It seems un-American that men like Thomas Jefferson, George Washington and Abraham Lincoln, who never professed the divinity of Christ, could've been in a position to appoint Supreme Court justices. Indeed, such a thing cannot stand, and the Rev. Becky Fischer, corpulent children's minister and a woman known for her crapulence in the fight against unbelief, hopes that our coming generation of drones will be filled with great religious faith and a hatred of critical inquiry.
Thus, she runs the "Breath of Fire" Christian children's re-education center, where she programs future soldiers for Christ. "We're being trained to be warriors," says one of her young charges, "only in a much funner way."
Much funner indeed! Fischer says that she takes Islamic suicide bombers as a model for the kind of faith she wants to instill in young Christians. Her program, much like incest, begins in the home. Parents are urged to spread mendacities to their children, and in the documentary Jesus Camp, we see youngsters being taught that global warming is fake, that science doesn't prove anything and that "creationism is the only possible answer to all the questions," which is true if all the questions are some variant of, "What's the most insipid theory of the creation of the universe?"
Standing as the voice of reason in this film is Mike Papantonio. An open-minded Christian, his radio show is dedicated to shining a light on the dark corners of fundamentalism. Papantonio is a paragon of Christian humility: He makes it clear that he doesn't think he has all the answers, and cannot speak for God. I think it would be very interesting to see a documentary about Christians who lived lives dedicated to doing good works and who didn't assume that they knew all of God's secrets. Unfortunately, those are not the Christians who are currently running the country.
Instead, it's people who keep closer to Becky Fischer's ideology. One of the young campgoers is seen pledging allegiance to the "Christian flag" and the Bible. Later, all of the children of the Breath of Fire camp pray in the direction of a cardboard cutout of George W. Bush. Some of them even speak in tongues to this presidential image, which I guess makes sense when you consider the way Bush himself speaks.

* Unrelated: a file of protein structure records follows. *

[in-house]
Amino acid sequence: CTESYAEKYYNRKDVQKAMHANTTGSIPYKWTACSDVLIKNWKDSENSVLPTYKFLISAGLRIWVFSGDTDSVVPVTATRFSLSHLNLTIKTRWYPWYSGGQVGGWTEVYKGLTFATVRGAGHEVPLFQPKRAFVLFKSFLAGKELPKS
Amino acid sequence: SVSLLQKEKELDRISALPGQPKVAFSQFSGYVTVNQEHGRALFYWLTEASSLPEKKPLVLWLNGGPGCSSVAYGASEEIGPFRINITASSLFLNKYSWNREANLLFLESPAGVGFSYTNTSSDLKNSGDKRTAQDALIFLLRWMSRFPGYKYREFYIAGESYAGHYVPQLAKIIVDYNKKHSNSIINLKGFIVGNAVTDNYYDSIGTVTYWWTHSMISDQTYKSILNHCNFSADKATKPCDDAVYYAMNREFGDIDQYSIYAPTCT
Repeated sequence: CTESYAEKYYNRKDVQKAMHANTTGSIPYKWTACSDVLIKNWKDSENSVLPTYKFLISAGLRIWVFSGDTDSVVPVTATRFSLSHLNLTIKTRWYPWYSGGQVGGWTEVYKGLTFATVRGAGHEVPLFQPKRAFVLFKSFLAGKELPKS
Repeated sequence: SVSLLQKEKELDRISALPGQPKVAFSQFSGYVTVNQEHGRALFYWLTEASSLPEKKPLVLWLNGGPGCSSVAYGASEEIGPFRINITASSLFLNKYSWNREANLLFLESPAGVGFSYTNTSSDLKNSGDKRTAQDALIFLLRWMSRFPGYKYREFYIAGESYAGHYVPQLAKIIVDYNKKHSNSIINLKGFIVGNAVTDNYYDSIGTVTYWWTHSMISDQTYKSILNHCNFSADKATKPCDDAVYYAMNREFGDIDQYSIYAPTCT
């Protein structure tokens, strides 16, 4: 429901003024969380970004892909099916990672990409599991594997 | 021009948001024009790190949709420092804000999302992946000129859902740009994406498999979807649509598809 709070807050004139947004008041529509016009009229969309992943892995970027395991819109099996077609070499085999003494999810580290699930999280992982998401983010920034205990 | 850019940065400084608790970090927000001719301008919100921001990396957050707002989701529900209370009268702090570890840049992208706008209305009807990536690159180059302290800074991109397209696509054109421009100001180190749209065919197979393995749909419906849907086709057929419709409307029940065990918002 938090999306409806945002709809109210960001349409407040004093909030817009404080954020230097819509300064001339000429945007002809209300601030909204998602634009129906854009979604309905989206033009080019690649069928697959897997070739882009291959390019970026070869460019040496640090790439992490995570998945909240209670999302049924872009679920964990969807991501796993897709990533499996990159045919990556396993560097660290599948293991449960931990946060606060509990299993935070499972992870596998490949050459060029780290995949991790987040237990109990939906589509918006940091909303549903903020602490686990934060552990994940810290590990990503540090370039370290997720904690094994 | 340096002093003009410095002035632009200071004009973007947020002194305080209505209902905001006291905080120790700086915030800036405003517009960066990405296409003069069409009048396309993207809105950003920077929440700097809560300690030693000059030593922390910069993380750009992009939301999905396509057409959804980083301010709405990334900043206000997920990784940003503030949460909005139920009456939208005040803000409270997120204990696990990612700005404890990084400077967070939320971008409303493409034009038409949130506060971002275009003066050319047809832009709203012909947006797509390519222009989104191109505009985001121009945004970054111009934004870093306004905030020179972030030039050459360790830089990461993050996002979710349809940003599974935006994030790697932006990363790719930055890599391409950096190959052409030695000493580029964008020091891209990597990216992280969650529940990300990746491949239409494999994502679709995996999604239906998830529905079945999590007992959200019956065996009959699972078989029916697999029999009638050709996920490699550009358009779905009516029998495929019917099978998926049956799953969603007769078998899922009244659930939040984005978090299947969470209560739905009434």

It's clear that Fischer's ministry sees itself as intimately tied to American politics. "America is supposed to be God's nation, right?" asks the Rev. Fischer. I guess that depends what you mean by "supposed to be." Still, while repeatedly claiming patriotism, Fischer does note that "democracy is designed to destroy itself," because it "promises equality for everyone." Indeed, that is a horrid and self-destructive idea.
The political focus of these Christians is an odd combination of the otherworldly with the worldly, and it runs into a few problems. "No more, Lord, no more!" shout the children as they demand that God quit allowing abortion. Seriously, it's like they're trying to tell God what to do. I mean, if He thinks abortion is so terrible, I'm sure He can handle it. Shouting at Him isn't going to get a lot done.
Later, a minister tells them that aborted babies "never had the chance to fulfill the dreams God had for them." Which I suppose means that when we abort a baby, we thwart God's dreams, and therefore, we become more powerful than God. Awesome!
The final segment of Jesus Camp takes place in a megachurch in Colorado Springs, Colo., a town that's home to more megachurches, and therefore more awful soft rock, than anywhere else in America.
And there, the children are told that all of the answers are in the Bible. That's why, says the minister, they should eschew homosexuality. I would assume then that they also avoid cloth that's made of wool and linen, shaving their faces and anyone who might be an Ammonite or Moabite.
Whatever; I never liked Moabites much anyway. And if praying to a cardboard cutout of the president helps to keep these children from falling into a religion that worships false idols, then all the better. And yet, there's something vaguely horrifying about Jesus Camp.
Maybe it's watching Becky Fischer pass her hands over the sound equipment while saying "in Jesus' name, no microphone problems!" Maybe it's listening to young Levi, a prepubescent preacher with a mullet so intense it produces its own space-time, talking about how non-Christians "make my spirit feel yucky, because they're sick." Or maybe it's listening to the repeated references to the horror of Harry Potter, who, according to Fischer, should be "put to death."
I can understand that: The prose in the early Harry Potter books is indeed quite weak, and the plotting leaves a great deal to be desired. Nonetheless, people who think that a fictional character should be put to death are generally what we would call "crazy."
And yet somehow, these are the people who have the ear of the president of the United States. These are the people who convince school boards across the country that it's a bad idea to teach our children evidence-based reasoning. And these are the people who convince their flocks to vote for cynical plutocrats and incompetent warmongers.
If I were a real Christian, I would probably be pretty upset about this. In fact, I'd be pretty upset that people who believe in loving their neighbors and the positive value of meekness and the blessedness of peacemaking are never, ever represented as "Christian" in the mass media.
But until somebody decides to make a documentary about these people (if these people do indeed exist), it might be wise to see something like Jesus Camp, because it shows quite clearly the training in wickedness currently being done in the name of a certain Asian religion that the majority of Americans claim to ascribe to.